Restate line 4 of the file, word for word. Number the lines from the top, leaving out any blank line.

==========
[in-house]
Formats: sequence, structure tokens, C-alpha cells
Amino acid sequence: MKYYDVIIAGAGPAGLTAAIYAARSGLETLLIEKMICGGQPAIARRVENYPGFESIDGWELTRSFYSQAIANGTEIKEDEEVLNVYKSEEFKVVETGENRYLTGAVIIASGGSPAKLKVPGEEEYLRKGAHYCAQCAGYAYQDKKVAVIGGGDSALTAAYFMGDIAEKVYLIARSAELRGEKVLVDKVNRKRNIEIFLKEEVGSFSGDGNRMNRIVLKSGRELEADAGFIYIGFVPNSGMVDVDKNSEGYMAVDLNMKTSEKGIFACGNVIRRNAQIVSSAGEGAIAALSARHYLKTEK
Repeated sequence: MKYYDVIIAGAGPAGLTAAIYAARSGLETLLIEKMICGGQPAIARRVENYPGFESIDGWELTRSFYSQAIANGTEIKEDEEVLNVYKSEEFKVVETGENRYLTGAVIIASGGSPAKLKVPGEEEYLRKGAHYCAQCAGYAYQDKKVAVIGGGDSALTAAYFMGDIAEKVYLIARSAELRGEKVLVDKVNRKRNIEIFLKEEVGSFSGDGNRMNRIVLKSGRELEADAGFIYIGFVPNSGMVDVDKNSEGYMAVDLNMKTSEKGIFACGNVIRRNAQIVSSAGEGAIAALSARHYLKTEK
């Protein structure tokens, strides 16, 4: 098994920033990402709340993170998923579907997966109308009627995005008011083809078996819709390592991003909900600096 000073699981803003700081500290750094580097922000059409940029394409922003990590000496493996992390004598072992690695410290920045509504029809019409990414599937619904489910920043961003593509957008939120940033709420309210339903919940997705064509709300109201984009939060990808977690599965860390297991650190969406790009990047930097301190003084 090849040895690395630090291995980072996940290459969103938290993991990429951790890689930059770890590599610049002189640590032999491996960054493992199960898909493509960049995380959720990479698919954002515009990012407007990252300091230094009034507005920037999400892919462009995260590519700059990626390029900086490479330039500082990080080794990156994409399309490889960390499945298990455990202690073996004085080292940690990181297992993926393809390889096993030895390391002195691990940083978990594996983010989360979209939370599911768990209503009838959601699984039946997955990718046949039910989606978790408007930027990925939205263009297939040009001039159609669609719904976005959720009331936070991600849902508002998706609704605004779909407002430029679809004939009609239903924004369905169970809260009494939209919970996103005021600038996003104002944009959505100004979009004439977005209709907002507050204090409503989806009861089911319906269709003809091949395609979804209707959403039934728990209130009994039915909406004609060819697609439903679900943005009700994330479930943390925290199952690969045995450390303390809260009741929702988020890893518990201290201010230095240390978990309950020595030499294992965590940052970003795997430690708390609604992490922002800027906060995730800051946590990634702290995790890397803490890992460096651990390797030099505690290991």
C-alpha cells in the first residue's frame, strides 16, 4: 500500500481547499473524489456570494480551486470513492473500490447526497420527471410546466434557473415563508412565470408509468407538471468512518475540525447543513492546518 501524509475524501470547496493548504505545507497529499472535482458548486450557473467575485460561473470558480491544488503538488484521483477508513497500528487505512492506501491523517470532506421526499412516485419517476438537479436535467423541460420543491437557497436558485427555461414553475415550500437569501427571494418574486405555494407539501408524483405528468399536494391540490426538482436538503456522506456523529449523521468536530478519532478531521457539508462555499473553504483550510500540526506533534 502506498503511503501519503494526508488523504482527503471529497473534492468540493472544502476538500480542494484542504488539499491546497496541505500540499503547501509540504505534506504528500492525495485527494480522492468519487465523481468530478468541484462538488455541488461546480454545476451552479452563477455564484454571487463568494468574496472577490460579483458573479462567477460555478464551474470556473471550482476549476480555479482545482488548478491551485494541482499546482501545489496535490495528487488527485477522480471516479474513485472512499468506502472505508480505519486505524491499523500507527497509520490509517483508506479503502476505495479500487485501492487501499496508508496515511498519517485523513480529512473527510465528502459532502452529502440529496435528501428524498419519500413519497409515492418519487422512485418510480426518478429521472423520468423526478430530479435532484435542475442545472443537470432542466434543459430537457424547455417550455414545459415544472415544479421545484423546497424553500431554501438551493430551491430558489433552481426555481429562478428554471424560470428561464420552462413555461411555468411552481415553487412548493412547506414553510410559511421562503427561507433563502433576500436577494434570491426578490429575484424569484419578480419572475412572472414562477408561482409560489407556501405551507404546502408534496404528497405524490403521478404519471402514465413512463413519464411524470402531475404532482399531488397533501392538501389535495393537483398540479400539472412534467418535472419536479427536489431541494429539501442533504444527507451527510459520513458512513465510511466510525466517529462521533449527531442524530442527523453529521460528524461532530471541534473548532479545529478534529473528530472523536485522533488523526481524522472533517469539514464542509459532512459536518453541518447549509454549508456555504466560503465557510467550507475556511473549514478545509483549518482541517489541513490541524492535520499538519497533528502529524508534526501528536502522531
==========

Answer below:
Repeated sequence: MKYYDVIIAGAGPAGLTAAIYAARSGLETLLIEKMICGGQPAIARRVENYPGFESIDGWELTRSFYSQAIANGTEIKEDEEVLNVYKSEEFKVVETGENRYLTGAVIIASGGSPAKLKVPGEEEYLRKGAHYCAQCAGYAYQDKKVAVIGGGDSALTAAYFMGDIAEKVYLIARSAELRGEKVLVDKVNRKRNIEIFLKEEVGSFSGDGNRMNRIVLKSGRELEADAGFIYIGFVPNSGMVDVDKNSEGYMAVDLNMKTSEKGIFACGNVIRRNAQIVSSAGEGAIAALSARHYLKTEK